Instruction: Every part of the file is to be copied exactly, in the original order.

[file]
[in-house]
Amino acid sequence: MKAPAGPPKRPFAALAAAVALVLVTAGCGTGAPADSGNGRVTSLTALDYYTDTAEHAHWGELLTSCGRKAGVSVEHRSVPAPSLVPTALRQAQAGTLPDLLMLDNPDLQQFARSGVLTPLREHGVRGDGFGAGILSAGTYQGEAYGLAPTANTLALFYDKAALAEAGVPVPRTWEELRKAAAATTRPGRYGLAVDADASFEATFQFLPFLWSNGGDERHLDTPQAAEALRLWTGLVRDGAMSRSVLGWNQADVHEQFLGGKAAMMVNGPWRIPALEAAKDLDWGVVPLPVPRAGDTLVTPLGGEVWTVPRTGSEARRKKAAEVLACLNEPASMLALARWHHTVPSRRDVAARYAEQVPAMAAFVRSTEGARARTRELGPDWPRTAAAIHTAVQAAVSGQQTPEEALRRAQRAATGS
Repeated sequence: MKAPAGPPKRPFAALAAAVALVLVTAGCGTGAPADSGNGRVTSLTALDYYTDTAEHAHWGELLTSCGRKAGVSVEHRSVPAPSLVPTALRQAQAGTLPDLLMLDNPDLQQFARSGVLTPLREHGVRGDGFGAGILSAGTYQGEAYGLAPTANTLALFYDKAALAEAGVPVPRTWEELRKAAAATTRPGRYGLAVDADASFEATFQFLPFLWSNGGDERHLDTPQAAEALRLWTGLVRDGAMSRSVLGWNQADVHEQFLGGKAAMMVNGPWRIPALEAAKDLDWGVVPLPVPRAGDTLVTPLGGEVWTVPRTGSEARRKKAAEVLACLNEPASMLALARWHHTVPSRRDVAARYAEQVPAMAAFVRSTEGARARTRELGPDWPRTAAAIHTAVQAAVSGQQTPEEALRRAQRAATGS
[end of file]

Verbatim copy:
[in-house]
Amino acid sequence: MKAPAGPPKRPFAALAAAVALVLVTAGCGTGAPADSGNGRVTSLTALDYYTDTAEHAHWGELLTSCGRKAGVSVEHRSVPAPSLVPTALRQAQAGTLPDLLMLDNPDLQQFARSGVLTPLREHGVRGDGFGAGILSAGTYQGEAYGLAPTANTLALFYDKAALAEAGVPVPRTWEELRKAAAATTRPGRYGLAVDADASFEATFQFLPFLWSNGGDERHLDTPQAAEALRLWTGLVRDGAMSRSVLGWNQADVHEQFLGGKAAMMVNGPWRIPALEAAKDLDWGVVPLPVPRAGDTLVTPLGGEVWTVPRTGSEARRKKAAEVLACLNEPASMLALARWHHTVPSRRDVAARYAEQVPAMAAFVRSTEGARARTRELGPDWPRTAAAIHTAVQAAVSGQQTPEEALRRAQRAATGS
Repeated sequence: MKAPAGPPKRPFAALAAAVALVLVTAGCGTGAPADSGNGRVTSLTALDYYTDTAEHAHWGELLTSCGRKAGVSVEHRSVPAPSLVPTALRQAQAGTLPDLLMLDNPDLQQFARSGVLTPLREHGVRGDGFGAGILSAGTYQGEAYGLAPTANTLALFYDKAALAEAGVPVPRTWEELRKAAAATTRPGRYGLAVDADASFEATFQFLPFLWSNGGDERHLDTPQAAEALRLWTGLVRDGAMSRSVLGWNQADVHEQFLGGKAAMMVNGPWRIPALEAAKDLDWGVVPLPVPRAGDTLVTPLGGEVWTVPRTGSEARRKKAAEVLACLNEPASMLALARWHHTVPSRRDVAARYAEQVPAMAAFVRSTEGARARTRELGPDWPRTAAAIHTAVQAAVSGQQTPEEALRRAQRAATGS